DLA Piper’s new proptech practice to be led by Chicago partners

The 200-attorney global practice will focus on corporate law for startups, property owners and investors in new real estate tech

Chicago /
Jan.January 28, 2019 01:00 PM

Greg Grossman and Heidi Azulay

Corporate law titan DLA Piper chose two partners from its Chicago office to head a new multinational proptech practice that will focus on representing tech companies and their backers while joining them with potential real estate users.

Heidi Azulay and Greg Grossman will oversee about 100 attorneys nationally and 200 across the company’s 40 global offices, the company said. The lawyers will represent startups forming corporate boards, property owners looking for new technology and investors trying to break into the growing proptech space.

Attorneys will also advise tech companies on data management, security and privacy law.

“We’ve been doing proptech informally for at least the past 10 years on an informal basis, but we’ve seen such an explosion of growth in this field, it made sense to put together a more formalized group,” Azulay said.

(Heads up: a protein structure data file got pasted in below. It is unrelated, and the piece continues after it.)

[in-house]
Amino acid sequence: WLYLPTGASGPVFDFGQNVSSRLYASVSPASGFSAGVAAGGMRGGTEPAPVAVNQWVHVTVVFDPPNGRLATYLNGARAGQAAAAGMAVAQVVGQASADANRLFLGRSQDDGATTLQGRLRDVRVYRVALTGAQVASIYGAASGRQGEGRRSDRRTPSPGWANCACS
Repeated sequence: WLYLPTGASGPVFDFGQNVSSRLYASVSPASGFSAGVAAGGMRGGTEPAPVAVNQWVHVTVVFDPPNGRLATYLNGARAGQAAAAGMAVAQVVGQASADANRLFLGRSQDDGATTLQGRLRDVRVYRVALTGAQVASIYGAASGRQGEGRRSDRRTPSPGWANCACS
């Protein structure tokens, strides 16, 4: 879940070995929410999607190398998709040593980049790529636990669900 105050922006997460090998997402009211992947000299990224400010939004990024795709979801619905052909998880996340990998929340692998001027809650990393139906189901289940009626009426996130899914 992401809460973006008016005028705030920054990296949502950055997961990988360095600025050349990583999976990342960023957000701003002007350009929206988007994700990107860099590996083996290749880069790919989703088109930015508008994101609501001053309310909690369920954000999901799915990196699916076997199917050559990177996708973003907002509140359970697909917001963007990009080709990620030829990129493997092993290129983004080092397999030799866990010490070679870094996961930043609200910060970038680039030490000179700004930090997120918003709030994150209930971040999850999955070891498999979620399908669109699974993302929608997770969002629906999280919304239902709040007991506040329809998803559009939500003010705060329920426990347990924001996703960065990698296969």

The new practice also will focus on connecting longtime real estate clients with emerging tech firms, she said.

DLA Piper already represents companies including WeWork, CBRE and MetaProp, a New York-based tech accelerator that announced an initiative to invest in affordable housing startups. Its zoning attorneys routinely represent developers on major developments across the country.

The firm last year represented sellers in New York City on $1.14 billion in transactions, the third-most of any firm.

Brokerages also have been rushing into proptech, as a barrage of new technologies from virtual reality to 3D-printing threaten to upend the real estate industry. CBRE ramped up its tech division in 2017 with the acquisition of startup Floored, and JLL last year launched a $100 million fund called JLL Spark to acquire and grow technology companies.

They join real estate venture capital firms like MetaProp, Fifth Wall and Camber Creek, the latter of which backed appraisal startup Bowery this month.


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